It ain’t easy being a grammar snob, and I should know. I are one.
Correcting others’ grammar is a thankless job, but somebody has to do it. It’s not that I don’t want to be liked. It’s not that I never make grammatical mistakes myself. It’s not that it’s cool. Speaking of cool, I lie awake nights imagining hacking into my daughter-in-law’s blog and renaming it “Cooler Than I.” Which, of course, would not be a cool blog name at all. But it would be grammatically correct.
It’s a curse, I tell you.
National Grammar Day snuck by us last week, and even though you may have taken down your decorations by now, I thought I’d use the occasion to show you a few neat tricks for beating the most common grammatical errors. I see these daily on Facebook, in emails, and on signs along the road. Drives me nuts. Memorize these six and you’ll have done your part to keep the grammar snobs from cringing, howling, or beating their heads on their steering wheels, causing accidents and even death.
1. Loose for lose. How to remember which is which? Loose rhymes with noose and moose. If that doesn’t help you, remember: if you’ve lost something, lose one of the o’s.
Correct: I sure hope I don’t lose the button that is coming loose.
2. It’s for its. This is tricky because when we make a word possessive, we generally add an apostrophe, right? Not with its. Remember: the apostrophe replaces the letter i, so if you can’t replace its with it is, (or it was), don’t use the apostrophe.
Correct: It’s a holiday in Rome and its citizens are celebrating.
3. Your for you’re. This one is easy because the apostrophe simply takes the place of the letter a. In other words, you’re is a contraction for you are. If you can’t remember, just use you are when you mean you are and you’ll be right every time.
Correct: You’re bringing ice-cream to the party whether or not your cake turns out.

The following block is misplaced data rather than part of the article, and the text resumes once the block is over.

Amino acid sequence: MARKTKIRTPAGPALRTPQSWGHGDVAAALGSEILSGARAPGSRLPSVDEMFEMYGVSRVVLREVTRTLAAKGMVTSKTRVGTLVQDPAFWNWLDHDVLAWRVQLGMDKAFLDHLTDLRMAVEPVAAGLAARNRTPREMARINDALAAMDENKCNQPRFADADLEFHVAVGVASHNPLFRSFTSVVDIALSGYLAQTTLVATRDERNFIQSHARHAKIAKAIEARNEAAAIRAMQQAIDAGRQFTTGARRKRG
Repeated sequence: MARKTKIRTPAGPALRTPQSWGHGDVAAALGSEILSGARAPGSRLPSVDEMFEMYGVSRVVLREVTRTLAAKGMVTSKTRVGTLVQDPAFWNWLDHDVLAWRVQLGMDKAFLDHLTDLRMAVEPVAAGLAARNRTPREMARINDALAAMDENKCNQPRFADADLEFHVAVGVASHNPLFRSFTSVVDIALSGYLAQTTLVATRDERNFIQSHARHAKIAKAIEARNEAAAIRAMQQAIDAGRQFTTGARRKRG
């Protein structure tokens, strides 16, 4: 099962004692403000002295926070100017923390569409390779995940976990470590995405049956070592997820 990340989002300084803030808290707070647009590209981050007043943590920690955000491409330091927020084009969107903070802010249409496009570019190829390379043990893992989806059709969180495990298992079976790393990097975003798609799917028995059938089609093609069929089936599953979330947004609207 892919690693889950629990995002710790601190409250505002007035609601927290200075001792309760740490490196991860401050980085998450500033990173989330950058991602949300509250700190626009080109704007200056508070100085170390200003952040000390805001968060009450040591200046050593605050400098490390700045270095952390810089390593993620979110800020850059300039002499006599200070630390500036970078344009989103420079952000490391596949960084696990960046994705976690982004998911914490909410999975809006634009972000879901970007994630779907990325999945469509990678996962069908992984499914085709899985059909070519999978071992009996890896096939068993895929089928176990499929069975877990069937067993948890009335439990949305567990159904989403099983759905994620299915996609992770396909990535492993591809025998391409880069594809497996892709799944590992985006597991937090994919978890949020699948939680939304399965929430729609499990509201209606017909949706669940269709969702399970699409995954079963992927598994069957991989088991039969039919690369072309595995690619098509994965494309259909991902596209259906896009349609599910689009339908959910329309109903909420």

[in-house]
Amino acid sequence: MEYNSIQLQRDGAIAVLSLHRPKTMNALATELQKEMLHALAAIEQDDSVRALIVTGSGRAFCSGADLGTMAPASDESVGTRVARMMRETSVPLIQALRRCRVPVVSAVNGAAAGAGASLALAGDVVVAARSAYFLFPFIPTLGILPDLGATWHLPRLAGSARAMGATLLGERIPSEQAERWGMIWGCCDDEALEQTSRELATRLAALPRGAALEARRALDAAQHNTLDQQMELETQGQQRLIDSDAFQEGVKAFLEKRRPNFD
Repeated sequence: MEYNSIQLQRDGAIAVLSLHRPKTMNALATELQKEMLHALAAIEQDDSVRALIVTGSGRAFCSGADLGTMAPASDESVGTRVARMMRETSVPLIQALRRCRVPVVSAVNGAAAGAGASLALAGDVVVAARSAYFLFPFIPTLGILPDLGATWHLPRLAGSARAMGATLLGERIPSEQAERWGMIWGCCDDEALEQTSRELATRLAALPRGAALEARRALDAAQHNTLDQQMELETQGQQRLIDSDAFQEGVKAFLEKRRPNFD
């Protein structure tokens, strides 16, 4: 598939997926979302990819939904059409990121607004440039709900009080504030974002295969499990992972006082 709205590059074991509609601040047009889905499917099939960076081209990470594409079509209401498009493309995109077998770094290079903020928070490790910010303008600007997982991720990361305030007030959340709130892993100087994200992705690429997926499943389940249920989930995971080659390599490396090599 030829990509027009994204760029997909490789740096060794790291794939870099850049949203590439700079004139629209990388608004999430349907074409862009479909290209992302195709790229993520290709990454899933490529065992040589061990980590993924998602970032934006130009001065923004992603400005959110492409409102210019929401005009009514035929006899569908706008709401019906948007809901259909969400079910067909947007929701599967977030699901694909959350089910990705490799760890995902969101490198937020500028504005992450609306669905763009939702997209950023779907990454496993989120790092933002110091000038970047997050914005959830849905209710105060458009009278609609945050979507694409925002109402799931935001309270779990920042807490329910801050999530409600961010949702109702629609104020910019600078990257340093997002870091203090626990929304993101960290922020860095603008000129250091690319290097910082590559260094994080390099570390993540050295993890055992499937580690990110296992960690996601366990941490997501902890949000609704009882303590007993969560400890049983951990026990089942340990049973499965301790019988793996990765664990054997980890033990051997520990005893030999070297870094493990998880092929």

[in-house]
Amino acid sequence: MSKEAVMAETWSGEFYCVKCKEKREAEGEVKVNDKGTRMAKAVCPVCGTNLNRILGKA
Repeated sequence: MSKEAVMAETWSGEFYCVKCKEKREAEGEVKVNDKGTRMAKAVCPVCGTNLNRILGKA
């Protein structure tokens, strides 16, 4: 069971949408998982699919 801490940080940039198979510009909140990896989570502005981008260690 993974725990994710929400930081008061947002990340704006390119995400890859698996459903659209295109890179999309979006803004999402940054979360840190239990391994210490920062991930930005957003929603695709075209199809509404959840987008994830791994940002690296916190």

4. Would of for would have. This holds true for could have and should have. Simple. Of is never correct here. Don’t use it, unless you’re looking for a sure-fire way to set my teeth on edge. (This happens because we use the spoken contraction would’ve, and our ears think they hear would of.)
Correct: I should have known you would use that word incorrectly just for spite.
5. Adding an apostrophe to make a word plural. No, no, no. Please don’t do this, I’m begging you. Remember: For this rule, there are no handy tricks. No tricks, no apostrophe.
Correct: A word’s meaning is sometimes unclear, but words are all I have to make myself understood.
And, for extra credit…
6. Lay for lie. If you place or put something down, you lay it down. If you have a headache, you lie down. Picture two hens side by side. One is sitting upright and she is labeled laying. The other is flat on her back and she is labeled lying.
Correct: After I lay the books on the table, I will lie down. Simple, right?
I should stop there. But…
Lay is also the past-tense of lie.
Correct: Yesterday, I lay down in the afternoon. Today, I will lie down again.
And just to make it really interesting, the past tense of lay is laid.
Correct: I laid bricks yesterday. Today, I will lay more bricks.
Now that you are thoroughly confused, you may go lie down. Just learn the first five and you pass!
No need to thank me.